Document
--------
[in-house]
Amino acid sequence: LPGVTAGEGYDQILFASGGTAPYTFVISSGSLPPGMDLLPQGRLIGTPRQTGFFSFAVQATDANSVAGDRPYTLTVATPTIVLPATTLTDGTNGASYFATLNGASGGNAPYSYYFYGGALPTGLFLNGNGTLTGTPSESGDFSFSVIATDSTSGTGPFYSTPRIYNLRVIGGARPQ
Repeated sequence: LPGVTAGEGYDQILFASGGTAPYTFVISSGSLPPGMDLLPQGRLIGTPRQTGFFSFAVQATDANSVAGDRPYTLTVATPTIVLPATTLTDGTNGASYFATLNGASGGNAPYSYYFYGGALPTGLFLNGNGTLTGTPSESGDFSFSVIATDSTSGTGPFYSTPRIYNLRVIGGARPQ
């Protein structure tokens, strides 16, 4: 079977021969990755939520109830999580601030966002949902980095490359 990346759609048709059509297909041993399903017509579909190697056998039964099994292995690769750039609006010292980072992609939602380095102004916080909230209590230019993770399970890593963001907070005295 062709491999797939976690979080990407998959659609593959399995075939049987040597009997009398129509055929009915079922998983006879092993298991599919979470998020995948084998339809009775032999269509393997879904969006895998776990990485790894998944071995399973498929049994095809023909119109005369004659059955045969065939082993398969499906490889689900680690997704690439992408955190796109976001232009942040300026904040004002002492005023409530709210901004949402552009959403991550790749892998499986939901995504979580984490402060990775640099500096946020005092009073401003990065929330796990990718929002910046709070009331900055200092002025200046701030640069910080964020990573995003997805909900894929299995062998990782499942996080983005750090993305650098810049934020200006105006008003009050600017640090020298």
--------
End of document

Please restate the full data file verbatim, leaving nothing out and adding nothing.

[in-house]
Amino acid sequence: LPGVTAGEGYDQILFASGGTAPYTFVISSGSLPPGMDLLPQGRLIGTPRQTGFFSFAVQATDANSVAGDRPYTLTVATPTIVLPATTLTDGTNGASYFATLNGASGGNAPYSYYFYGGALPTGLFLNGNGTLTGTPSESGDFSFSVIATDSTSGTGPFYSTPRIYNLRVIGGARPQ
Repeated sequence: LPGVTAGEGYDQILFASGGTAPYTFVISSGSLPPGMDLLPQGRLIGTPRQTGFFSFAVQATDANSVAGDRPYTLTVATPTIVLPATTLTDGTNGASYFATLNGASGGNAPYSYYFYGGALPTGLFLNGNGTLTGTPSESGDFSFSVIATDSTSGTGPFYSTPRIYNLRVIGGARPQ
């Protein structure tokens, strides 16, 4: 079977021969990755939520109830999580601030966002949902980095490359 990346759609048709059509297909041993399903017509579909190697056998039964099994292995690769750039609006010292980072992609939602380095102004916080909230209590230019993770399970890593963001907070005295 062709491999797939976690979080990407998959659609593959399995075939049987040597009997009398129509055929009915079922998983006879092993298991599919979470998020995948084998339809009775032999269509393997879904969006895998776990990485790894998944071995399973498929049994095809023909119109005369004659059955045969065939082993398969499906490889689900680690997704690439992408955190796109976001232009942040300026904040004002002492005023409530709210901004949402552009959403991550790749892998499986939901995504979580984490402060990775640099500096946020005092009073401003990065929330796990990718929002910046709070009331900055200092002025200046701030640069910080964020990573995003997805909900894929299995062998990782499942996080983005750090993305650098810049934020200006105006008003009050600017640090020298």